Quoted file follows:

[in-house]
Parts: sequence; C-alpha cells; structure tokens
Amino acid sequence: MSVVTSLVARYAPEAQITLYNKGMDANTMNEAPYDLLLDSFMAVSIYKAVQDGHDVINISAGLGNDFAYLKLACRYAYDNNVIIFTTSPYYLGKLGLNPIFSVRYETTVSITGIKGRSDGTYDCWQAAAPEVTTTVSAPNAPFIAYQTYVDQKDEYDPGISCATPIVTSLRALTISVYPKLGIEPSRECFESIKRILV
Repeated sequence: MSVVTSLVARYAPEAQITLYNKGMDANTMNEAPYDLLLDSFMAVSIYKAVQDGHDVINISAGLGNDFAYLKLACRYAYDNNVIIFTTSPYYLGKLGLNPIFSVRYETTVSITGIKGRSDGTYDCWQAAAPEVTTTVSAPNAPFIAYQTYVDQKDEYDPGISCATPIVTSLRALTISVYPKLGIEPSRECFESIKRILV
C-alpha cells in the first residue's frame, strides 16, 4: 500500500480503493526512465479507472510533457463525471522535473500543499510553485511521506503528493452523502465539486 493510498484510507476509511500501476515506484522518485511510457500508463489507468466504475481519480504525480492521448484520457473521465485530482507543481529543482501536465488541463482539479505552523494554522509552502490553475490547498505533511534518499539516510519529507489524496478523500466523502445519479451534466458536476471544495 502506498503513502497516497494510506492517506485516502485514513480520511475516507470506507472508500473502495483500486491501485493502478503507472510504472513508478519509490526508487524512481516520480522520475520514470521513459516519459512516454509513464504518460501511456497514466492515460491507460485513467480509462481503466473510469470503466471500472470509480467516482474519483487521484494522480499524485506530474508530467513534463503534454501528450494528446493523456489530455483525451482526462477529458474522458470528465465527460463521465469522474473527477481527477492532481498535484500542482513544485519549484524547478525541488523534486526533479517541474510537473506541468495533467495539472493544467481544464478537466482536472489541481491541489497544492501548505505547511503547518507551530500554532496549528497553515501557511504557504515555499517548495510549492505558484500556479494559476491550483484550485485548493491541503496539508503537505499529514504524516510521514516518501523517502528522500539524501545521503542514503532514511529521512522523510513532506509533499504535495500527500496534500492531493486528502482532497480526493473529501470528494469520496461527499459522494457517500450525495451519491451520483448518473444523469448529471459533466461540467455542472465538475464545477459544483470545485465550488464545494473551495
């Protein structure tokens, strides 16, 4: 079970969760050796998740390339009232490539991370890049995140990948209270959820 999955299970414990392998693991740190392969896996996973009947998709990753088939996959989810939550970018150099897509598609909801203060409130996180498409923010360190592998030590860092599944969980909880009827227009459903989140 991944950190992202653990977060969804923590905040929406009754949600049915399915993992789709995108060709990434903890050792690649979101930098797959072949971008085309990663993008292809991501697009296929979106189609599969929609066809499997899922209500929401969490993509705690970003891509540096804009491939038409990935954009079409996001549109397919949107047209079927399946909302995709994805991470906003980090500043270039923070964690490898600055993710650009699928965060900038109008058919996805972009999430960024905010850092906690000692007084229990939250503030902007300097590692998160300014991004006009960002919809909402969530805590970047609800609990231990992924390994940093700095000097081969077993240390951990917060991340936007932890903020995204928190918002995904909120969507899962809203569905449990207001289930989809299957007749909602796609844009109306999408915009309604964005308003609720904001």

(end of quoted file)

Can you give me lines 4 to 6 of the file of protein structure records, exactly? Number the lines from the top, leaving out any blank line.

Repeated sequence: MSVVTSLVARYAPEAQITLYNKGMDANTMNEAPYDLLLDSFMAVSIYKAVQDGHDVINISAGLGNDFAYLKLACRYAYDNNVIIFTTSPYYLGKLGLNPIFSVRYETTVSITGIKGRSDGTYDCWQAAAPEVTTTVSAPNAPFIAYQTYVDQKDEYDPGISCATPIVTSLRALTISVYPKLGIEPSRECFESIKRILV
C-alpha cells in the first residue's frame, strides 16, 4: 500500500480503493526512465479507472510533457463525471522535473500543499510553485511521506503528493452523502465539486 493510498484510507476509511500501476515506484522518485511510457500508463489507468466504475481519480504525480492521448484520457473521465485530482507543481529543482501536465488541463482539479505552523494554522509552502490553475490547498505533511534518499539516510519529507489524496478523500466523502445519479451534466458536476471544495 502506498503513502497516497494510506492517506485516502485514513480520511475516507470506507472508500473502495483500486491501485493502478503507472510504472513508478519509490526508487524512481516520480522520475520514470521513459516519459512516454509513464504518460501511456497514466492515460491507460485513467480509462481503466473510469470503466471500472470509480467516482474519483487521484494522480499524485506530474508530467513534463503534454501528450494528446493523456489530455483525451482526462477529458474522458470528465465527460463521465469522474473527477481527477492532481498535484500542482513544485519549484524547478525541488523534486526533479517541474510537473506541468495533467495539472493544467481544464478537466482536472489541481491541489497544492501548505505547511503547518507551530500554532496549528497553515501557511504557504515555499517548495510549492505558484500556479494559476491550483484550485485548493491541503496539508503537505499529514504524516510521514516518501523517502528522500539524501545521503542514503532514511529521512522523510513532506509533499504535495500527500496534500492531493486528502482532497480526493473529501470528494469520496461527499459522494457517500450525495451519491451520483448518473444523469448529471459533466461540467455542472465538475464545477459544483470545485465550488464545494473551495
């Protein structure tokens, strides 16, 4: 079970969760050796998740390339009232490539991370890049995140990948209270959820 999955299970414990392998693991740190392969896996996973009947998709990753088939996959989810939550970018150099897509598609909801203060409130996180498409923010360190592998030590860092599944969980909880009827227009459903989140 991944950190992202653990977060969804923590905040929406009754949600049915399915993992789709995108060709990434903890050792690649979101930098797959072949971008085309990663993008292809991501697009296929979106189609599969929609066809499997899922209500929401969490993509705690970003891509540096804009491939038409990935954009079409996001549109397919949107047209079927399946909302995709994805991470906003980090500043270039923070964690490898600055993710650009699928965060900038109008058919996805972009999430960024905010850092906690000692007084229990939250503030902007300097590692998160300014991004006009960002919809909402969530805590970047609800609990231990992924390994940093700095000097081969077993240390951990917060991340936007932890903020995204928190918002995904909120969507899962809203569905449990207001289930989809299957007749909602796609844009109306999408915009309604964005308003609720904001």